Upflow vs. downflow...am I crazy?
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  1. #1
    Join Date
    Aug 2006
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    8
    I recently bought a home. Actually an older doublewide in need of some repair and upgrades, but the price was too right to turn down with the land it came on.

    So here's the thing. We knew it needed a new roof when we bought it. With that in mind, I decided to do a full, tied-in proper roof over with a steeper pitch. Not only is it an old doublewide with a shallow roof pitch, better than half of the 2400sf house has vaulted ceiling inside - absolutely no "attic" space and very little insulation in that. (My last elect bill was $450!) I am convinced that most of my problems are located here. My new roof will be a metal standing seam with a thermal barier underneath. And, of course, more insulation. In addition, all of my fiber floor ducting needs to be replaced. I've patched up a lot of leaks, but it's just shot...

    My HVAC question is this: I was told by a local HVAC guy that great gains would be made by converting from a downflow to an upflow furnace and running my new ducting overhead. It wouldn't be a huge issue to do it while I'm building the new roof, but is there any truth to this "benefit"? Am I better off just replacing the floor ducting? (I'm also redoing all the floors to a wood laminate, covering up the floor vents is also not a big issue.) A benefit to the overhead ducting is that I can have everything run while I'm building the roof, then swap out the furnace. The tie in would be quick with minimal downtime. About the only negative I can see is the cost of a new furnace, since everything is getting replaced either way. Even at that, the furnace would have to be replaced eventually...

    Thoughts? All things being equal, what would you do in your house?

  2. #2
    Join Date
    Aug 2006
    Location
    San Diego,CA
    Posts
    9
    Maybe this will help, my sister lives in Maricopa county,Arizona. She has a single level modular home with vaulted ceilings and like you ,has no attic space just a little insulation (or maybe alot) and a roof between her and about an average daily temp of about 104 - 114 degress for about 3 -4 months out of the year. Now she has central air consisting of 5 ton upflow unit (vertical standing )located in a hallway closet, there are both floor registers & sidewall supply registers. I think you should utilize existing floor registers and since your talking about an open roof you can probably easily add a duct run or two without severe adverse effects. The reason I say using floor supply as in my sisters house is that most of the supply ducts are running underneath sub floor giving the duct a more stable environment than running it all overhead, being so close to the heat generated in attic space or lack of is just one more task that your A/C equipment will have to compensate for.I've been in attics in relatively pleasant outside temp of ,say, 80 -82 degrees with low humidity only to see temps of 125-140 degrees in attic space. I am also installing wood lamenant floor in my sisters place as soon as it cools off a bit, about 850 sq ft. with about 6 floor registers to cut in. P.S. the subfloors in modulars like mobile homes is absolute CRAP. good luck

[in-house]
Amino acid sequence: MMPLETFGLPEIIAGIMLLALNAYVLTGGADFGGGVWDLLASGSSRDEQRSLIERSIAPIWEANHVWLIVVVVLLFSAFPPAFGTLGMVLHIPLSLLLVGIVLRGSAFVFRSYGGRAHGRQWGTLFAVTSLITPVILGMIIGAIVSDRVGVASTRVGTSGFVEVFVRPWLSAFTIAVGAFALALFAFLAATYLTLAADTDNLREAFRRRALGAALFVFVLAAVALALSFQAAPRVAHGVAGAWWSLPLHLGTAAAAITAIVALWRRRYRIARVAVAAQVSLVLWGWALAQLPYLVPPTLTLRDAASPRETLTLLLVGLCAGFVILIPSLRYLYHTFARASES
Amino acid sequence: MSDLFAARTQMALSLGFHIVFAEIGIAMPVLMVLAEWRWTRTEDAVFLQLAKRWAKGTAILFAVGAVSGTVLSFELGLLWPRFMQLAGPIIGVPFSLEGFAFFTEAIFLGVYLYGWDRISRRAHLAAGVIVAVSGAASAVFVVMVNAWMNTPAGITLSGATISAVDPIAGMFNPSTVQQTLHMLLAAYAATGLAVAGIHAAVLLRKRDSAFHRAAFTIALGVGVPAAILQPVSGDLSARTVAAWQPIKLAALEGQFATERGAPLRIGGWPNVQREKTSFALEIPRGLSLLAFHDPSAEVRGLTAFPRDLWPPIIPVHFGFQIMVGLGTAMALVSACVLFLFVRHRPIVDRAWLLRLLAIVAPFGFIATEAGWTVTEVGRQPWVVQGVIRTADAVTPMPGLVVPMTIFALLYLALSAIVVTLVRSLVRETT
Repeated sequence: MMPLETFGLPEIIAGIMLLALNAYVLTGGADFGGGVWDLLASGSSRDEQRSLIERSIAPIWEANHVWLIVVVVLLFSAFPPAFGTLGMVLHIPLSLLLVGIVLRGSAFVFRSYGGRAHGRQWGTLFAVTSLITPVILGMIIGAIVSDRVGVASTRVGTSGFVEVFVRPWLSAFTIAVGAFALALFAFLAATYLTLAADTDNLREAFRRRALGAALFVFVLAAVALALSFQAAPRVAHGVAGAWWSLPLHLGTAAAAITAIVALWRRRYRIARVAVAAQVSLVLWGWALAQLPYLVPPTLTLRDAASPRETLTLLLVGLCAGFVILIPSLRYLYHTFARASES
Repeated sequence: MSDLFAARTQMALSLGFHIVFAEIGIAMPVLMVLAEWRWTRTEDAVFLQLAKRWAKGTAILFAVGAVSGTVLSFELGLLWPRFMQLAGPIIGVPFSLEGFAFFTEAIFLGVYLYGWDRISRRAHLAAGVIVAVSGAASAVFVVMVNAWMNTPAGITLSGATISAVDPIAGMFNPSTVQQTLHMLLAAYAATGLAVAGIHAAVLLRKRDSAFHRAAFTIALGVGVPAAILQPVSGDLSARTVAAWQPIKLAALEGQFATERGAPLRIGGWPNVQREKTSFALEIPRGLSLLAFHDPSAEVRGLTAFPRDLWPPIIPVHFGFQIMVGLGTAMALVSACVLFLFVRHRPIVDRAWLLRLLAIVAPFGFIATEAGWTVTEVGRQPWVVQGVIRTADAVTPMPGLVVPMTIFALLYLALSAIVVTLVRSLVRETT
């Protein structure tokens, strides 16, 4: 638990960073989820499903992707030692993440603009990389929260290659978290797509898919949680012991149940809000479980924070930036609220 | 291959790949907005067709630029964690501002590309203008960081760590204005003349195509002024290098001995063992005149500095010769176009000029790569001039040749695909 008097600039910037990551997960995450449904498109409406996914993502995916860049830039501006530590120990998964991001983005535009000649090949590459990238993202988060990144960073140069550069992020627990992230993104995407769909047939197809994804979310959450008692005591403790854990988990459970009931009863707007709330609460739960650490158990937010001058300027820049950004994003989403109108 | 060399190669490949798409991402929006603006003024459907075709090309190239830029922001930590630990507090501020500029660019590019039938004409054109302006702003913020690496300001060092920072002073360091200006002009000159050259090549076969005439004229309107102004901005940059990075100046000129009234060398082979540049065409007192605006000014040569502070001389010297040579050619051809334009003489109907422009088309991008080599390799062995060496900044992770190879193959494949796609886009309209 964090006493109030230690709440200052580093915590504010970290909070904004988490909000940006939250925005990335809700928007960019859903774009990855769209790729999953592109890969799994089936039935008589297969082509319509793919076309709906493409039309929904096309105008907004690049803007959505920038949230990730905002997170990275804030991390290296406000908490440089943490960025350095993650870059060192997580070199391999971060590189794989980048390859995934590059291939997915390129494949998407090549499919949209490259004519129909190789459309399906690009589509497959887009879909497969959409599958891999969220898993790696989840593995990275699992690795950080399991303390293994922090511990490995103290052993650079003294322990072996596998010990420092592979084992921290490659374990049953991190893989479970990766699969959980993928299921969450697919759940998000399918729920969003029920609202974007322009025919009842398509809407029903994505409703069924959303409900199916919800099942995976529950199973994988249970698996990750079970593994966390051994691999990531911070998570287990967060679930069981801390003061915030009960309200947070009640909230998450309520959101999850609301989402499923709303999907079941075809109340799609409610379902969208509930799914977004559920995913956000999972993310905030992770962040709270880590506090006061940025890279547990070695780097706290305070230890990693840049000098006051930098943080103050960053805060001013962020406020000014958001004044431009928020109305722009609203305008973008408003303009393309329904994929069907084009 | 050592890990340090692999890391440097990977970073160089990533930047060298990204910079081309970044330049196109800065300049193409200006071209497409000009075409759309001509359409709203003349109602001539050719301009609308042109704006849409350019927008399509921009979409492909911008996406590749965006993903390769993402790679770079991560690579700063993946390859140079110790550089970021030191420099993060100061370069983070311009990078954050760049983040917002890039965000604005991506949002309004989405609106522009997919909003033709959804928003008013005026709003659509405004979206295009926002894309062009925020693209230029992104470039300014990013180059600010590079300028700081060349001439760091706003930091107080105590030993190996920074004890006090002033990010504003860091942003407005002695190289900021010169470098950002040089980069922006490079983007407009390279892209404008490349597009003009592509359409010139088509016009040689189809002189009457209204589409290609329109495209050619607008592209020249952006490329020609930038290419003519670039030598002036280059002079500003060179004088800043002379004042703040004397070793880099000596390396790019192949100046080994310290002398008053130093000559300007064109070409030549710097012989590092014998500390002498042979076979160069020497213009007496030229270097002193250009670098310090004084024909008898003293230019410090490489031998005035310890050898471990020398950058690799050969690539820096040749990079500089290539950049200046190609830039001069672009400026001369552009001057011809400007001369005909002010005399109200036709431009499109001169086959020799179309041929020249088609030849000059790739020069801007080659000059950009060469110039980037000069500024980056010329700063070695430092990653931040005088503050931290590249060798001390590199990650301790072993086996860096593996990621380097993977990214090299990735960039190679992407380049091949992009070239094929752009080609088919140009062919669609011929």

3. #3
    Join Date
    Feb 2005
    Location
    Kentucky
    Posts
    57
    If the ductwork under the house is in good shape and insulated I would probably go back with a downflow unit. Since it is a doublewide it probally has a central return air. I would ad a few retuns in the ceiling, going through the new attic of the 2400 sqft home. Personally I dont like supply and return vents both in ceiling.

  4. #4
    Join Date
    Sep 2005
    Location
    Texas
    Posts
    2,793

    You can answer that question

    by asking yourself this question. Can ducts convey cool air more efficiently while underneath a semicool floor or in a HOT attic?
    Having said all that, I doubt that is the cause of your 450 electric bill

  5. #5
    Join Date
    Feb 2003
    Location
    Huntsville,AL
    Posts
    4,125
    allow the space to put in LOTS of insulation! R30+ into the "attic"
    if ducts are in the attic, how will you access them later?

    insulate the "skirt" with Styrofoam. & walls when residing.

    install storms -- separate at least 0.75" with wood strips.

    apply recflective film -- & sun shading screens
    harvest rainwater,make SHADE,R75/50/30= roof/wall/floor, use HVAC mastic,caulk all wall seams!

  6. #6
    Join Date
    Aug 2006
    Posts
    8
    OK, thanks for all the replies. Tinman, I'm a little confused. Do you mean run ducting from the floor to the ceiling just to add a couple more ducts? I'd have to find a closet or something to do that and wouldn't my air handler need to be resized??

    Pipefitter (hey, me too!), the old duct is already shot and needs to be replaced anyway. Part of the reason I was questioning going overhead, since I was replacing it. I did think about the individual returns. I may do that.

    Air2space and Tinman, I questioned that myself (running ducts in the hotter attic space). This guy was just so adamant about it, I thought maybe I misunderstood something? The main thing, I am convinced, that will knock my electricity bill is the insulated roof over. That, and replacing or covering all the single pane windows. This place is full of windows all the way upinto the peak of the vaulted ceilings in both the family room and master BR(which we love) but this ain't helping my bill any, either.

    cem-bsee, I hadn't thought about Styrofoam. I plan on redoing with log siding and rock, though (bringing the rock up higher than conventional underpenning to get even further away from the "trailer" look). Will added styrofoam give any benefit to that?